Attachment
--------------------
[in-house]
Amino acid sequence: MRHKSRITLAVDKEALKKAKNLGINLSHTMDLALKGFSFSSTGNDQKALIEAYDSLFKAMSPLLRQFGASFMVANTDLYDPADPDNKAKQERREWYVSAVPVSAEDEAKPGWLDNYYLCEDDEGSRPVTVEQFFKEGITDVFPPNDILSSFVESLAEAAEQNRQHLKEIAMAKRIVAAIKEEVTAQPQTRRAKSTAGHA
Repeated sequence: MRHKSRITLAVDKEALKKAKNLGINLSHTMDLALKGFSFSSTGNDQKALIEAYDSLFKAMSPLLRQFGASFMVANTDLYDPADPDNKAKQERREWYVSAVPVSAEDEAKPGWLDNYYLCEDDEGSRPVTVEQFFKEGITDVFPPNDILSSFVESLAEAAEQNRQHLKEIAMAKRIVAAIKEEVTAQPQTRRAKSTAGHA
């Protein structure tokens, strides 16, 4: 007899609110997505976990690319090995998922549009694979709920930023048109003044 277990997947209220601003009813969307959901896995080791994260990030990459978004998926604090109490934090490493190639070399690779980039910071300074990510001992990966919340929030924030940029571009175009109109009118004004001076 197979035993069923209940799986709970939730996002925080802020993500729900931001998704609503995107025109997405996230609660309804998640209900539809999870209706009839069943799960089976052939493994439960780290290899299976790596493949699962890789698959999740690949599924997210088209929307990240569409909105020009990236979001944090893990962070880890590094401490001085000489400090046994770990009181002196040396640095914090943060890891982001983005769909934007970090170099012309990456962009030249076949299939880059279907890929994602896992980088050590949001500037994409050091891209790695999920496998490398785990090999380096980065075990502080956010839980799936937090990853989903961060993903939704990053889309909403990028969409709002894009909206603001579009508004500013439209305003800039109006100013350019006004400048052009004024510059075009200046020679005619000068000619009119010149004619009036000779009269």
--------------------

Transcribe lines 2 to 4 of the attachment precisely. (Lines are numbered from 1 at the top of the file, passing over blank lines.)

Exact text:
Amino acid sequence: MRHKSRITLAVDKEALKKAKNLGINLSHTMDLALKGFSFSSTGNDQKALIEAYDSLFKAMSPLLRQFGASFMVANTDLYDPADPDNKAKQERREWYVSAVPVSAEDEAKPGWLDNYYLCEDDEGSRPVTVEQFFKEGITDVFPPNDILSSFVESLAEAAEQNRQHLKEIAMAKRIVAAIKEEVTAQPQTRRAKSTAGHA
Repeated sequence: MRHKSRITLAVDKEALKKAKNLGINLSHTMDLALKGFSFSSTGNDQKALIEAYDSLFKAMSPLLRQFGASFMVANTDLYDPADPDNKAKQERREWYVSAVPVSAEDEAKPGWLDNYYLCEDDEGSRPVTVEQFFKEGITDVFPPNDILSSFVESLAEAAEQNRQHLKEIAMAKRIVAAIKEEVTAQPQTRRAKSTAGHA
């Protein structure tokens, strides 16, 4: 007899609110997505976990690319090995998922549009694979709920930023048109003044 277990997947209220601003009813969307959901896995080791994260990030990459978004998926604090109490934090490493190639070399690779980039910071300074990510001992990966919340929030924030940029571009175009109109009118004004001076 197979035993069923209940799986709970939730996002925080802020993500729900931001998704609503995107025109997405996230609660309804998640209900539809999870209706009839069943799960089976052939493994439960780290290899299976790596493949699962890789698959999740690949599924997210088209929307990240569409909105020009990236979001944090893990962070880890590094401490001085000489400090046994770990009181002196040396640095914090943060890891982001983005769909934007970090170099012309990456962009030249076949299939880059279907890929994602896992980088050590949001500037994409050091891209790695999920496998490398785990090999380096980065075990502080956010839980799936937090990853989903961060993903939704990053889309909403990028969409709002894009909206603001579009508004500013439209305003800039109006100013350019006004400048052009004024510059075009200046020679005619000068000619009119010149004619009036000779009269």